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Is this a good air flow layout?

I'm going to be building a new gaming rig within a few months so I'm doing some research before I buy everything. I am most likely going with the Corsair 650D as my case. It's going to house:

ASRock P67 Extreme4
i5 2500k
HIS IceQ Turbo HD 6970
Mushkin Enhanced Blackline 8GB 1600
Cooler Master Hyper 212 EVO

I will likely OC the i5 to around 4.0. (This will be my first time OC'ing)

From what I've read the stock fans with the 650D aren't great so I'll be replacing all of them. My plan is to remove both of the HD bays so that I can replace the front 200mm fan with a Cooler Master Megaflow. To make up for the loss of the 3.5 bays I'll be using either or This will also give me either an additional 80mm or 120mm intake. And I'll replace the back 120mm with a nicer 120mm fan, leaving it as an exhaust.

Now what I'm not sure about is if I should replace the top 200mm with another 200mm or if I should do 2x 120 or 2x 140. The top and back will both exhaust and the two front fans will intake. I think I am going to set up the Hyper 212 EVO in a push/pull config having it exhaust to the top. I figure that this way it will pull some heat off of my GPU.

Here's a picture to illustrate what I was planning with the airflow:
11 answers Last reply Best Answer
More about good flow layout
  1. that looks exactly right to me

    exhausting out the back and top is perfect

    is that a bottom PSU or top PSU case?
    looks like a bottom PSU case I think
    which is great

    either way should work well

    I would go with a single 200mm fan for top
    it can move more air with lower RPM so it will help it to be quieter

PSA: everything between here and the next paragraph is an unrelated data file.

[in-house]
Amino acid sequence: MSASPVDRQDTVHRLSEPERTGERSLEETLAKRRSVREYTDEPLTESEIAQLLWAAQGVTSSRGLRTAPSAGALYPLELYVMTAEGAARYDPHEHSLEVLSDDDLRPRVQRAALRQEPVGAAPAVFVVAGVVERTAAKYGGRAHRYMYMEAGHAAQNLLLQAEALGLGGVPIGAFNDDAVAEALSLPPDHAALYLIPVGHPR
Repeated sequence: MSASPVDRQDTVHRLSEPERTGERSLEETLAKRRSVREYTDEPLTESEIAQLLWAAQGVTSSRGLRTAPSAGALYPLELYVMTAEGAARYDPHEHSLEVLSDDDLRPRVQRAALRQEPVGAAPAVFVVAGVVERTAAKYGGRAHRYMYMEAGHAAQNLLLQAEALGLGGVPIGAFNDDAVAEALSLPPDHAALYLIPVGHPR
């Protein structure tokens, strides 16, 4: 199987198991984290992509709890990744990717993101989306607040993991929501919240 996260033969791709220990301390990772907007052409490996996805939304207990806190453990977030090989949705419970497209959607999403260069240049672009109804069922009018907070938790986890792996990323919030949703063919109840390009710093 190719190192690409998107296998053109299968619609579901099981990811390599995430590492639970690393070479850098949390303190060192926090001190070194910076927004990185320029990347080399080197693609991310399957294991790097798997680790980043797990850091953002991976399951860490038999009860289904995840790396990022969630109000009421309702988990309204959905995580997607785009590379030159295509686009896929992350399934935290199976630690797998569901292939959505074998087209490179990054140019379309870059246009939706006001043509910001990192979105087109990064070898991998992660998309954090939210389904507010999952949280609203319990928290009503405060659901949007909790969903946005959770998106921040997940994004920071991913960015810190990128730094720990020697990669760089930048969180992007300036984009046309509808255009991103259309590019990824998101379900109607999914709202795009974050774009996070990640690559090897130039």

2 x 120s will be louder and not really any more effective IMHO

    if your case doesnt have a fan control then consider getting one
    for a 5.25 bay

    during cooler months you can lower the speeds
    and raise it when you are doing something intensive like gaming

    nice overall job :)
  2. Yeah it's a bottom mount. I forgot to put the arrows for that. The case has a fan controller but I'm not sure how many fans it supports I'm guessing it supports at least 3 though. If not I'll get one for a 5.25 bay. Do you think it will be worth the money to get the 5.25" to 3.5" bay converters that have a fan in the front?

    I also should have mentioned that I keep my room very cool. I keep the ceiling fan on and the heat off in here during the winter because the heat from the rest of the house keeps it just the right temp. It's usually around 65-70F in here maybe even lower I've never measured the temps lol. So I think that will help a lot in keeping everything cool.
  3. Also, I want more air coming in than I do going out right? or is it the other way?
  4. Best answer
    i would try without the fan converter first and see if you need it
    why spend the money if you are fine without it

    also the Sandybridges run really cool

    and if your temps stay 65-70 all year round

    you should be doing great